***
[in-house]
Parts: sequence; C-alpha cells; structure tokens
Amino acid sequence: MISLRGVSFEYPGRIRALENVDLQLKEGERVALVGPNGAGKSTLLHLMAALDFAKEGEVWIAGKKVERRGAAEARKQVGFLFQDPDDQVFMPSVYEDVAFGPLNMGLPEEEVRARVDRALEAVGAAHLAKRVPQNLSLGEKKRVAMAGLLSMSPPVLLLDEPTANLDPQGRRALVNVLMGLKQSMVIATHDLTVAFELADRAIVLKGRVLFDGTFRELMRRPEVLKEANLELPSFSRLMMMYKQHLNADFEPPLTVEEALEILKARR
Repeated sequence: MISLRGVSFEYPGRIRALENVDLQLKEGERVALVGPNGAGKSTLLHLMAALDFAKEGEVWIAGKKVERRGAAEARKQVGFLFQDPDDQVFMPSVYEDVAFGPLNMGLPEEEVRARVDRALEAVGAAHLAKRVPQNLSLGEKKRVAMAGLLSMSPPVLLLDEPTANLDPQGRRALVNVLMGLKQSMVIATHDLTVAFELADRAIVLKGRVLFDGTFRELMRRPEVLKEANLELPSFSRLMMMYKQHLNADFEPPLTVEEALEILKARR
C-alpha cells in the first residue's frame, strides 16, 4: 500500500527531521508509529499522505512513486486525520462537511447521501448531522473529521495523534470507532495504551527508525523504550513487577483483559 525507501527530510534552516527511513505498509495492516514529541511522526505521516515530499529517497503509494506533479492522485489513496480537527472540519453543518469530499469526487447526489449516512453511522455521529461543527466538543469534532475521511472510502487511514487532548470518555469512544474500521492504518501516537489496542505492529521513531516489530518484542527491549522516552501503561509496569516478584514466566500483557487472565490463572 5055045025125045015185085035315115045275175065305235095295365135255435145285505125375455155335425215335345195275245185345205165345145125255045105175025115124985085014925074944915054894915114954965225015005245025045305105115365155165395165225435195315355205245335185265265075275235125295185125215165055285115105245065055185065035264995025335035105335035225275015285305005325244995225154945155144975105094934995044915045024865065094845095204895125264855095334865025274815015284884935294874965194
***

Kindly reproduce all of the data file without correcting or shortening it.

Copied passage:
[in-house]
Parts: sequence; C-alpha cells; structure tokens
Amino acid sequence: MISLRGVSFEYPGRIRALENVDLQLKEGERVALVGPNGAGKSTLLHLMAALDFAKEGEVWIAGKKVERRGAAEARKQVGFLFQDPDDQVFMPSVYEDVAFGPLNMGLPEEEVRARVDRALEAVGAAHLAKRVPQNLSLGEKKRVAMAGLLSMSPPVLLLDEPTANLDPQGRRALVNVLMGLKQSMVIATHDLTVAFELADRAIVLKGRVLFDGTFRELMRRPEVLKEANLELPSFSRLMMMYKQHLNADFEPPLTVEEALEILKARR
Repeated sequence: MISLRGVSFEYPGRIRALENVDLQLKEGERVALVGPNGAGKSTLLHLMAALDFAKEGEVWIAGKKVERRGAAEARKQVGFLFQDPDDQVFMPSVYEDVAFGPLNMGLPEEEVRARVDRALEAVGAAHLAKRVPQNLSLGEKKRVAMAGLLSMSPPVLLLDEPTANLDPQGRRALVNVLMGLKQSMVIATHDLTVAFELADRAIVLKGRVLFDGTFRELMRRPEVLKEANLELPSFSRLMMMYKQHLNADFEPPLTVEEALEILKARR
C-alpha cells in the first residue's frame, strides 16, 4: 500500500527531521508509529499522505512513486486525520462537511447521501448531522473529521495523534470507532495504551527508525523504550513487577483483559 525507501527530510534552516527511513505498509495492516514529541511522526505521516515530499529517497503509494506533479492522485489513496480537527472540519453543518469530499469526487447526489449516512453511522455521529461543527466538543469534532475521511472510502487511514487532548470518555469512544474500521492504518501516537489496542505492529521513531516489530518484542527491549522516552501503561509496569516478584514466566500483557487472565490463572 5055045025125045015185085035315115045275175065305235095295365135255435145285505125375455155335425215335345195275245185345205165345145125255045105175025115124985085014925074944915054894915114954965225015005245025045305105115365155165395165225435195315355205245335185265265075275235125295185125215165055285115105245065055185065035264995025335035105335035225275015285305005325244995225154945155144975105094934995044915045024865065094845095204895125264855095334865025274815015284884935294874965194